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Karen Steadman

The Work Foundation welcomes the creation of the 'task and finish' group

Authors: Karen Steadman Karen Steadman

29 October 2013

Commenting on today’s announcement by Paul Burstow MP and Sane that a ‘task and finish’ group has been created to better support people with schizophrenia to enter and remain in work, Karen Steadman, researcher at The Work Foundation, said:


“We welcome the creation of the ‘task and finish’ group, led by Paul Burstow MP and Sane, which highlights the difficulties people with schizophrenia face in both finding and remaining in work.  The employment rate for people living with schizophrenia is estimated at between 5-15%, compared to a national average of 71%. We know from our recent report, Working with Schizophrenia: Pathways to Employment, Recovery & Inclusion’, that health professionals have an important role to play in improving employment outcomes. They are able to encourage and support those who want to work to do so, and refer individuals to services which have been proven to be able to support people with severe mental health conditions into employment.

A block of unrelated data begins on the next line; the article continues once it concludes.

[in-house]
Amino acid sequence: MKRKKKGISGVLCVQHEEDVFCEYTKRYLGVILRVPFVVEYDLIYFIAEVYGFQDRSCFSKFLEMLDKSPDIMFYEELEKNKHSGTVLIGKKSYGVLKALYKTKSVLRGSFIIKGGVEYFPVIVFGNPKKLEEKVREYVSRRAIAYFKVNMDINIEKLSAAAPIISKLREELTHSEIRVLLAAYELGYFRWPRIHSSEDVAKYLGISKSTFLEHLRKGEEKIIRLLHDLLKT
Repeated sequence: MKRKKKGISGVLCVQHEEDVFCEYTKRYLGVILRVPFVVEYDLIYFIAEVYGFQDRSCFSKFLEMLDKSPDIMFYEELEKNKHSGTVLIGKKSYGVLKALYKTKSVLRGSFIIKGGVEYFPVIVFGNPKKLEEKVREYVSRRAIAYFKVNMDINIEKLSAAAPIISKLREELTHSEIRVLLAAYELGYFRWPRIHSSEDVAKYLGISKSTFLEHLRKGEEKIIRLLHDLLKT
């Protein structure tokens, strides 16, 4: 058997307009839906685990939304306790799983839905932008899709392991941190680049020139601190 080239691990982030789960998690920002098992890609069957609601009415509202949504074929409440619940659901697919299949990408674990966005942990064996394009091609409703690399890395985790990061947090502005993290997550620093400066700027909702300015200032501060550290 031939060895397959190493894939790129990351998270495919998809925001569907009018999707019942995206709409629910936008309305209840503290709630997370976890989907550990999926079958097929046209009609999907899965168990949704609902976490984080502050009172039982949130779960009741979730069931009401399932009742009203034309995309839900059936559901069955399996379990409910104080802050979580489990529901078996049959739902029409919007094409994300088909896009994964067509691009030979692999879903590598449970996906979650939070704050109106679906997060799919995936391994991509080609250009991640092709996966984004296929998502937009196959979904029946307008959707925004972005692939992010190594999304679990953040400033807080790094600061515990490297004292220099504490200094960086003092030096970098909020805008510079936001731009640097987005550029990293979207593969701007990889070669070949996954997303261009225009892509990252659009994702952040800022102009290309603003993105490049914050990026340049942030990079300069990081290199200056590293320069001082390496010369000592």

“Although evidence-based services for helping people with severe mental health conditions such as schizophrenia exist, access is currently poor. Therefore commissioners must also back evidence based services, such as Individual Placement and Support, which are repeatedly improving employment outcomes for this group.


She added: “Our research also found that stigma and self-stigma, about what having schizophrenia means for an individual, is one of the biggest barriers to employment. Worryingly, we identified that this can be driven by the attitudes of health professionals themselves, who might doubt an individuals ability and desire to work, or are concerned that working may hinder their recovery. Yet we know from our findings that employment can actually help recovery, improving self-worth and inclusion, and that with the right support individuals living with schizophrenia can remain productive members of teams.


“We hope to see changes in policy which will encourage health care professionals to seriously consider work as a health outcome when making care and treatment decisions. The Work Foundation will continue to produce and highlight evidence to improve support services for people with schizophrenia to enter or remain in work. This is key to our ’25 in 10’ campaign which aims to increase the employment rates for people with schizophrenia to 25% within a decade.”


Notes to editors

  1. Karen Steadman is available for interviews, comment and briefings.

  1. The Work Foundation aims to be the leading independent, international authority on work and its future, influencing policy and practice for the benefit of society. The Work Foundation is part of Lancaster University – an alliance that enables both organisations to further enhance their impact.

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